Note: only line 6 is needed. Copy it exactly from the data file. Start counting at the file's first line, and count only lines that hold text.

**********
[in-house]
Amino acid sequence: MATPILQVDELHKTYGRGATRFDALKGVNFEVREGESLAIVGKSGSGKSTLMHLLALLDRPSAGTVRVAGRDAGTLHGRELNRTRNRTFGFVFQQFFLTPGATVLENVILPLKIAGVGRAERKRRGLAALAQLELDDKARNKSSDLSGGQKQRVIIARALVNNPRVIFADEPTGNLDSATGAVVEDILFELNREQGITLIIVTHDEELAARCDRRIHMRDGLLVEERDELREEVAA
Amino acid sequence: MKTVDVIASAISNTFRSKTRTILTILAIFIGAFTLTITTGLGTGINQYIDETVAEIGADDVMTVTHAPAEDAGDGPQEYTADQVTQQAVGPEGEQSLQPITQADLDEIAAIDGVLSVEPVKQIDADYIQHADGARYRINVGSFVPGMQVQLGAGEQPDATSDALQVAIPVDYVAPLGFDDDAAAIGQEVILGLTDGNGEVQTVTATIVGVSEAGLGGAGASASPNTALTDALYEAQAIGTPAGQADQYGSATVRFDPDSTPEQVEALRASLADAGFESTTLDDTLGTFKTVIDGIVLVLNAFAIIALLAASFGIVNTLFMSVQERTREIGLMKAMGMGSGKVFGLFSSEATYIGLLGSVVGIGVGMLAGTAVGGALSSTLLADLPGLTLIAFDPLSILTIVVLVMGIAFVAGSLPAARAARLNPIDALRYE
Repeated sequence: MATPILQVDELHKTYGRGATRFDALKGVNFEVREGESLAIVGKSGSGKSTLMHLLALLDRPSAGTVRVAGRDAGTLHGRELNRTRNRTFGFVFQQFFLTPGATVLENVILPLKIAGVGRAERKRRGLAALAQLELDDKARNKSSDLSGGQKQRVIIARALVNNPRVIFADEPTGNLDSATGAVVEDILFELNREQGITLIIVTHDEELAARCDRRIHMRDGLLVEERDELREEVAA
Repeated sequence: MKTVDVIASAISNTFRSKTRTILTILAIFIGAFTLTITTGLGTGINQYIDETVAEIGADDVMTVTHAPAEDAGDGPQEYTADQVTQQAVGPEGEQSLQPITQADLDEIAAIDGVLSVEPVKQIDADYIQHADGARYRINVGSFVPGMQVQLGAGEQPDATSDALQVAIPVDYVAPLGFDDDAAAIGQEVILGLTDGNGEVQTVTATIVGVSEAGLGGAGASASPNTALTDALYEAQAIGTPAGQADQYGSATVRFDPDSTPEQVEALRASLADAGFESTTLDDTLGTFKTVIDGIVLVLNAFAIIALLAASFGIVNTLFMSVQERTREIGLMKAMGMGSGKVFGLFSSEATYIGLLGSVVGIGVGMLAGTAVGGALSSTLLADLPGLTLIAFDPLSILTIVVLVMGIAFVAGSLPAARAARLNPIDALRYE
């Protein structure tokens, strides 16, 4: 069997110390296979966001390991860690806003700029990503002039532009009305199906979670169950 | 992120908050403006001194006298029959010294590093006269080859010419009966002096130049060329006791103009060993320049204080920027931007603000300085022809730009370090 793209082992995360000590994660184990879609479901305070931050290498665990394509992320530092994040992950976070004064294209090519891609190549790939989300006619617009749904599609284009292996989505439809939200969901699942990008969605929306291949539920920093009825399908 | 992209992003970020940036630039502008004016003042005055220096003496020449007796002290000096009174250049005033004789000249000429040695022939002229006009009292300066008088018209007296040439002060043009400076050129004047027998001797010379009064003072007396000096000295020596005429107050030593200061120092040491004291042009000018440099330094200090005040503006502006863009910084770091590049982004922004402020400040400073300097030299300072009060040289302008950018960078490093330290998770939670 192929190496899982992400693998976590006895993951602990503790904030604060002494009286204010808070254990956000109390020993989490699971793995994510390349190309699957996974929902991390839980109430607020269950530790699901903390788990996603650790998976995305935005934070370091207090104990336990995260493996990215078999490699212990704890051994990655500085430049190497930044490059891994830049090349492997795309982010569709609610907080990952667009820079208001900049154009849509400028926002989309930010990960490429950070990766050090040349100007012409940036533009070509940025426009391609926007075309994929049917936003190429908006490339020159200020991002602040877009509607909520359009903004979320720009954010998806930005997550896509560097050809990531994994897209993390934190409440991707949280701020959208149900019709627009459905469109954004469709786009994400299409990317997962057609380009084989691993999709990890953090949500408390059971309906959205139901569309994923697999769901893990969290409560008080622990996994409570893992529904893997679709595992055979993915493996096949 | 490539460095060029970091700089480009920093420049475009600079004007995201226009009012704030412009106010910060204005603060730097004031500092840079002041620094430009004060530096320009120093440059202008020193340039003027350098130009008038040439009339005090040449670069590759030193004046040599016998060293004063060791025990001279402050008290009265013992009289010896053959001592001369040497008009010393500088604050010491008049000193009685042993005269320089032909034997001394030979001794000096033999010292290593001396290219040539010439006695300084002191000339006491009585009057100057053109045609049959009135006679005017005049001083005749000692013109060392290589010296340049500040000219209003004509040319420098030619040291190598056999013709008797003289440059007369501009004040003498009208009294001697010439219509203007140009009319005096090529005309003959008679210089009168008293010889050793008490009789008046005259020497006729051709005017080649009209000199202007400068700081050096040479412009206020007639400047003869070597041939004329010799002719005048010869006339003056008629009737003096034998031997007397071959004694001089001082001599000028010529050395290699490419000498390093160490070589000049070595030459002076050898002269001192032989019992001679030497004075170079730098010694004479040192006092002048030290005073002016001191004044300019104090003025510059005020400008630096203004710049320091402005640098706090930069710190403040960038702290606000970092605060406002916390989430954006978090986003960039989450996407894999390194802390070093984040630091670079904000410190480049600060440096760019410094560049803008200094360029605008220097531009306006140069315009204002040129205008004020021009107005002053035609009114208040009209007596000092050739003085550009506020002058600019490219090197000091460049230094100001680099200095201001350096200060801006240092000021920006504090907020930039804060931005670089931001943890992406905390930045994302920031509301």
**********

């Protein structure tokens, strides 16, 4: 069997110390296979966001390991860690806003700029990503002039532009009305199906979670169950 | 992120908050403006001194006298029959010294590093006269080859010419009966002096130049060329006791103009060993320049204080920027931007603000300085022809730009370090 793209082992995360000590994660184990879609479901305070931050290498665990394509992320530092994040992950976070004064294209090519891609190549790939989300006619617009749904599609284009292996989505439809939200969901699942990008969605929306291949539920920093009825399908 | 992209992003970020940036630039502008004016003042005055220096003496020449007796002290000096009174250049005033004789000249000429040695022939002229006009009292300066008088018209007296040439002060043009400076050129004047027998001797010379009064003072007396000096000295020596005429107050030593200061120092040491004291042009000018440099330094200090005040503006502006863009910084770091590049982004922004402020400040400073300097030299300072009060040289302008950018960078490093330290998770939670 192929190496899982992400693998976590006895993951602990503790904030604060002494009286204010808070254990956000109390020993989490699971793995994510390349190309699957996974929902991390839980109430607020269950530790699901903390788990996603650790998976995305935005934070370091207090104990336990995260493996990215078999490699212990704890051994990655500085430049190497930044490059891994830049090349492997795309982010569709609610907080990952667009820079208001900049154009849509400028926002989309930010990960490429950070990766050090040349100007012409940036533009070509940025426009391609926007075309994929049917936003190429908006490339020159200020991002602040877009509607909520359009903004979320720009954010998806930005997550896509560097050809990531994994897209993390934190409440991707949280701020959208149900019709627009459905469109954004469709786009994400299409990317997962057609380009084989691993999709990890953090949500408390059971309906959205139901569309994923697999769901893990969290409560008080622990996994409570893992529904893997679709595992055979993915493996096949 | 490539460095060029970091700089480009920093420049475009600079004007995201226009009012704030412009106010910060204005603060730097004031500092840079002041620094430009004060530096320009120093440059202008020193340039003027350098130009008038040439009339005090040449670069590759030193004046040599016998060293004063060791025990001279402050008290009265013992009289010896053959001592001369040497008009010393500088604050010491008049000193009685042993005269320089032909034997001394030979001794000096033999010292290593001396290219040539010439006695300084002191000339006491009585009057100057053109045609049959009135006679005017005049001083005749000692013109060392290589010296340049500040000219209003004509040319420098030619040291190598056999013709008797003289440059007369501009004040003498009208009294001697010439219509203007140009009319005096090529005309003959008679210089009168008293010889050793008490009789008046005259020497006729051709005017080649009209000199202007400068700081050096040479412009206020007639400047003869070597041939004329010799002719005048010869006339003056008629009737003096034998031997007397071959004694001089001082001599000028010529050395290699490419000498390093160490070589000049070595030459002076050898002269001192032989019992001679030497004075170079730098010694004479040192006092002048030290005073002016001191004044300019104090003025510059005020400008630096203004710049320091402005640098706090930069710190403040960038702290606000970092605060406002916390989430954006978090986003960039989450996407894999390194802390070093984040630091670079904000410190480049600060440096760019410094560049803008200094360029605008220097531009306006140069315009204002040129205008004020021009107005002053035609009114208040009209007596000092050739003085550009506020002058600019490219090197000091460049230094100001680099200095201001350096200060801006240092000021920006504090907020930039804060931005670089931001943890992406905390930045994302920031509301």